U.S. Sen. Charles Schumer (D-N.Y.) has appealed to federal officials to approve the $2.2 billion vital to completing the East Side Access project, which could start bringing Long Island Rail Road commuters into Grand Central Terminal in 2016.
Schumer suggested the $2.2 billion in federal funds recently rejected by New Jersey could become New York City’s salvation.
Kevin Ortiz, a spokesman for the Metropolitan Transportation Authority, said “the state’s ongoing fiscal reality demands that we think creatively about how to fund the MTA’s vital infrastructure investments, and we are focused on reducing costs and pursing innovative financial opportunities like this one.”
The MTA applied recently for a low interest loan of $2.2 billion from the Federal Railroad Administration.
“This project is one of the single-largest transportation initiatives in the country,” Schumer said. “It requires a bold investment to ensure that we can complete it and I am strongly urging the Federal Railroad Administration to approve this loan to the MTA.”
Some $5 billion has been spent so far on the East Side Access, but the MTA must still come up with around $2.2 billion to finish the job, now scheduled for completion in 2016.
The project would bring LIRR trains into a station more than 100 feet below Grand Central Terminal, saving an estimated 160,000 daily commuters from 30 to 40 minutes now spent changing from the LIRR at Penn Station to subways, buses or taxis en route to jobs on Manhattan’s East Side.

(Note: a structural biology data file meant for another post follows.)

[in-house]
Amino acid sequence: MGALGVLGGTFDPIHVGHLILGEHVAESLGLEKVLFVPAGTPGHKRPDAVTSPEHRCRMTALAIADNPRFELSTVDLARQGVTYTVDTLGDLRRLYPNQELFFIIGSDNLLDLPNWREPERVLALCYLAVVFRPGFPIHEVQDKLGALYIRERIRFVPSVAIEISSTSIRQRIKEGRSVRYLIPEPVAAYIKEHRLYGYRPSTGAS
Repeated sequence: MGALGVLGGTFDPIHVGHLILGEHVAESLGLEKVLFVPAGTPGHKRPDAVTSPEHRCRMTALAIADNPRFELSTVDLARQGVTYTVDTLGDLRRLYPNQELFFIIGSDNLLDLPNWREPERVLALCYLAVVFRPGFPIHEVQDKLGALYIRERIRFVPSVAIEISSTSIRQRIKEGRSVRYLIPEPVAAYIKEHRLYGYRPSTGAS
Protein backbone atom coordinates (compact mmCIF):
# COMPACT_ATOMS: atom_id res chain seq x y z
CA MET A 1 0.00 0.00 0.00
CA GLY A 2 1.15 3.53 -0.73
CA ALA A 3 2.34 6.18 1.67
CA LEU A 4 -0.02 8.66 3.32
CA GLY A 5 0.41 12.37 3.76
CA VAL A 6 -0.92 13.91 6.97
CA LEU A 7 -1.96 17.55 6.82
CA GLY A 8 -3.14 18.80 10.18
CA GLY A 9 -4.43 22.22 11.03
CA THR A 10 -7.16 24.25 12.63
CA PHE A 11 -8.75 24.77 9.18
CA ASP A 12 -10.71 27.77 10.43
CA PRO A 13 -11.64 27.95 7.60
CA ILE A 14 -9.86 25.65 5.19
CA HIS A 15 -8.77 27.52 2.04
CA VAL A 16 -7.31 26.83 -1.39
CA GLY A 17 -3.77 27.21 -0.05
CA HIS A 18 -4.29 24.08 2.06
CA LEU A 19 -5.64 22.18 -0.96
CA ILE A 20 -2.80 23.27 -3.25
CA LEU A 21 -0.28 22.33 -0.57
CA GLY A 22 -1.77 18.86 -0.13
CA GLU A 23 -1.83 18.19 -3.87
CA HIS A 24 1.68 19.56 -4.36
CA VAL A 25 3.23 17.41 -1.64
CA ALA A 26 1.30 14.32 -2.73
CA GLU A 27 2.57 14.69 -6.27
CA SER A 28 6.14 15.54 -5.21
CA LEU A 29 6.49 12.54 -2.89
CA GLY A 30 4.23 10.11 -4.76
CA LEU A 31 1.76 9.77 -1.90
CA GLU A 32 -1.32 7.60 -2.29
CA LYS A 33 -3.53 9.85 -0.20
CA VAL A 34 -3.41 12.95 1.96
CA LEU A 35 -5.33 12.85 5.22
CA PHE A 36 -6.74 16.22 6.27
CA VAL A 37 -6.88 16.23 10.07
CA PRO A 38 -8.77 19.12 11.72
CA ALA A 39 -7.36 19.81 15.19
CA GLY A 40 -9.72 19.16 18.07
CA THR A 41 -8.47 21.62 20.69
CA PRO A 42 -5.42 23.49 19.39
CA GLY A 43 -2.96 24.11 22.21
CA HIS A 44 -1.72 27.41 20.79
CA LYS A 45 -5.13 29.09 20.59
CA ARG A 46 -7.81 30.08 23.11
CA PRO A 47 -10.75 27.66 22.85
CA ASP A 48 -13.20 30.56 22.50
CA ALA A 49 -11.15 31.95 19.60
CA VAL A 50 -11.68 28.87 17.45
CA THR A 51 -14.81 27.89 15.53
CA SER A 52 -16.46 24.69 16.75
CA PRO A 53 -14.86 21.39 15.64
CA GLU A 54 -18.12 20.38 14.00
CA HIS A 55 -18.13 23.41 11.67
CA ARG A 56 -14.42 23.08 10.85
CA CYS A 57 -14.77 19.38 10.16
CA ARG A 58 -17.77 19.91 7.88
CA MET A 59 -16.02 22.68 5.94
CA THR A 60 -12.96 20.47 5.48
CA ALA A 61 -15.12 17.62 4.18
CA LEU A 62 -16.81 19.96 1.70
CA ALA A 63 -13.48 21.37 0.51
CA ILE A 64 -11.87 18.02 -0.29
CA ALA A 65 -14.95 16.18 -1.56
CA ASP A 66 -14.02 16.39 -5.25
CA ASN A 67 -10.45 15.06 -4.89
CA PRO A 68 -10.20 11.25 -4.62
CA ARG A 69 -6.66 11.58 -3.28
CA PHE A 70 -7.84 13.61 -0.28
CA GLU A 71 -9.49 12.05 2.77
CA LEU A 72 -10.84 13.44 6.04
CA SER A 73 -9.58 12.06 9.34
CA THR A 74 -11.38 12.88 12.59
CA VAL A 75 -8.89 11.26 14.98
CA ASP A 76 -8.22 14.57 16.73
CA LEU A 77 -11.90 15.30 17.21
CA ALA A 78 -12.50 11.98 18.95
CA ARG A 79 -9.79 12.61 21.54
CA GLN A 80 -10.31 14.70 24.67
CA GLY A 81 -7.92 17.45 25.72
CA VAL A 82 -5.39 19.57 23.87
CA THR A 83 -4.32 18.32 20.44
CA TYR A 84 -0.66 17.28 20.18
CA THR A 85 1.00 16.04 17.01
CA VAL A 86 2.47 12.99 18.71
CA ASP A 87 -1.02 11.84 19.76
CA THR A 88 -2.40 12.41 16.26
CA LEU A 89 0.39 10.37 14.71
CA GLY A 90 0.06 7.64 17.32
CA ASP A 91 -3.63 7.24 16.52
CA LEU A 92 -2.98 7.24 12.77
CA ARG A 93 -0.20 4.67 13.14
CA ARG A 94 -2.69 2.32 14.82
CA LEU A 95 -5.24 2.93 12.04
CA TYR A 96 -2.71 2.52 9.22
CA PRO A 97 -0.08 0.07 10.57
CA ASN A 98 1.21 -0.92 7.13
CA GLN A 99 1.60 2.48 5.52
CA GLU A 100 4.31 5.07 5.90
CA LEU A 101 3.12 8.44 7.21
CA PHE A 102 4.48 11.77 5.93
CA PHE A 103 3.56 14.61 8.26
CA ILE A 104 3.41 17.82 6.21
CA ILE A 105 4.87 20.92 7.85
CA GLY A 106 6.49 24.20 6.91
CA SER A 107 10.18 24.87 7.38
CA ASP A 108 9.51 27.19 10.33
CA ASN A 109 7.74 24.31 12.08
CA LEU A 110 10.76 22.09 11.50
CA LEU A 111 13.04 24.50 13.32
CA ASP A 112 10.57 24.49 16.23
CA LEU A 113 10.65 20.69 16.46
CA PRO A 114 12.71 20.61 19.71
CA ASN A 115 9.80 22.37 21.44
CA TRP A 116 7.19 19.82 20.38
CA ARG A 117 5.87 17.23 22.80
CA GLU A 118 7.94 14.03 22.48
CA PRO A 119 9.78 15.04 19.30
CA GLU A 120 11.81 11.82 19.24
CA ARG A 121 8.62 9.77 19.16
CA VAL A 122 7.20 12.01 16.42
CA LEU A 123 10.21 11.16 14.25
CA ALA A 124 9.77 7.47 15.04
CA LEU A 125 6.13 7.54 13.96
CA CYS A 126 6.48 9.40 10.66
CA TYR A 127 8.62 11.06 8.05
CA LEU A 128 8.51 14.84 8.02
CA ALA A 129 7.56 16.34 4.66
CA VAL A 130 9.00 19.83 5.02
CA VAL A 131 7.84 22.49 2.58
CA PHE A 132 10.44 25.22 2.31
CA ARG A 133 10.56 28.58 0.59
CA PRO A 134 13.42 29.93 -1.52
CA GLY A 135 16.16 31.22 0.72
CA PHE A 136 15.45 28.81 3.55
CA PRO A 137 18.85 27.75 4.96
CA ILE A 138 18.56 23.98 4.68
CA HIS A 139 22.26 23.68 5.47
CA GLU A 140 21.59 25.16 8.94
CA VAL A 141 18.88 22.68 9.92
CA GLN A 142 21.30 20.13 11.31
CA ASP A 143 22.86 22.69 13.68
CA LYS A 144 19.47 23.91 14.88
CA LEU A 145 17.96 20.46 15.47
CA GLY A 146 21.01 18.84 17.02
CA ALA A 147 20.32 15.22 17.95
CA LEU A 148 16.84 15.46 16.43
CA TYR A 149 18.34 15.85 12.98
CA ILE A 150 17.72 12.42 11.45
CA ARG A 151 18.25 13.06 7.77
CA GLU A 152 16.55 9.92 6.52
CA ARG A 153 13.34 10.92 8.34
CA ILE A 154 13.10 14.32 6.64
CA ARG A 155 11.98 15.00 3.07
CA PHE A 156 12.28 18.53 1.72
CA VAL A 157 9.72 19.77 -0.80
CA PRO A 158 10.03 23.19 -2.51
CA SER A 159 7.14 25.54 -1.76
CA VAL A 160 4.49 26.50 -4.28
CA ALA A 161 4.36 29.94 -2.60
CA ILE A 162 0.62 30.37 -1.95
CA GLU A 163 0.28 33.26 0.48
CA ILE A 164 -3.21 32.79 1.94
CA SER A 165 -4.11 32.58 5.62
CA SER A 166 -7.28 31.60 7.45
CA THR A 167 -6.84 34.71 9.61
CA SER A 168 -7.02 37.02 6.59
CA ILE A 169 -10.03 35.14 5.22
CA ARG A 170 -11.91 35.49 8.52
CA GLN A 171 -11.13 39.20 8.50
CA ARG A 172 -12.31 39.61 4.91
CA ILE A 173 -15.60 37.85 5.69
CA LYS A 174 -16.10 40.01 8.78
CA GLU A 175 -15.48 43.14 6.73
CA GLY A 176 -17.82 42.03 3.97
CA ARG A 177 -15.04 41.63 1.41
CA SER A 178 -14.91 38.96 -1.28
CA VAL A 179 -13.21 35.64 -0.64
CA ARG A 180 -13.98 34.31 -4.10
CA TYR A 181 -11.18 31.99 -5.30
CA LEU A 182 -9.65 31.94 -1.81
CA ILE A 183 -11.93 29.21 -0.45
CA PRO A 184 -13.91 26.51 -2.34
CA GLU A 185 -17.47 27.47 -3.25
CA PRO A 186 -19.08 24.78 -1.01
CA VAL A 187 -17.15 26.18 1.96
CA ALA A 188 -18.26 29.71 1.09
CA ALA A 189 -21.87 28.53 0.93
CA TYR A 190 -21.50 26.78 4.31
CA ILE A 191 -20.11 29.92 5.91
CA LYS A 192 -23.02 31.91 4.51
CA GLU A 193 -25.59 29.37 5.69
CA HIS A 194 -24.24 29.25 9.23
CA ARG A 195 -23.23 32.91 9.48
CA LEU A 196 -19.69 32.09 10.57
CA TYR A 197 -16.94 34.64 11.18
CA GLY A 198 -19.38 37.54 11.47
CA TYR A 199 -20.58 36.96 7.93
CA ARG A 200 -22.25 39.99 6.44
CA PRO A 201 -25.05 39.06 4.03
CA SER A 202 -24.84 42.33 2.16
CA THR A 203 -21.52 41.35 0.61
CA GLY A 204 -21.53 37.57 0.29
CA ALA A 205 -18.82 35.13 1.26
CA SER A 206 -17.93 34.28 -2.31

It would include an LIRR station in Sunnyside. The MTA said it would cut pedestrian crowding in Penn Station and reduce crowding on subway lines arriving and departing Penn Station and on the No. 7 line.
Schumer wrote to U.S. Transportation Secretary Ray LaHood and Federal Railroad Administrator Joseph Szabo asking for their support.
“MTA’s loan application is similar to the funding opportunity your agency presented to New Jersey, [which] was slated to receive up to $2.2 billion … in funding as an incentive to continue the Access to Region’s Core [railroad] tunnel under the Hudson River,” Szabo said.
New Jersey Gov. Chris Christie rejected the project.
“As such, I highly encourage you work with the MTA on this funding opportunity.” Schumer said.
Schumer said the money was vital so the huge project is not forced to “abruptly stop, which could put thousands of construction workers and suppliers across New York out of work.”
Reach contributing writer Philip Newman by e-mail at email@example.com or phone at 718-260-4536.
©2011 Community News Group
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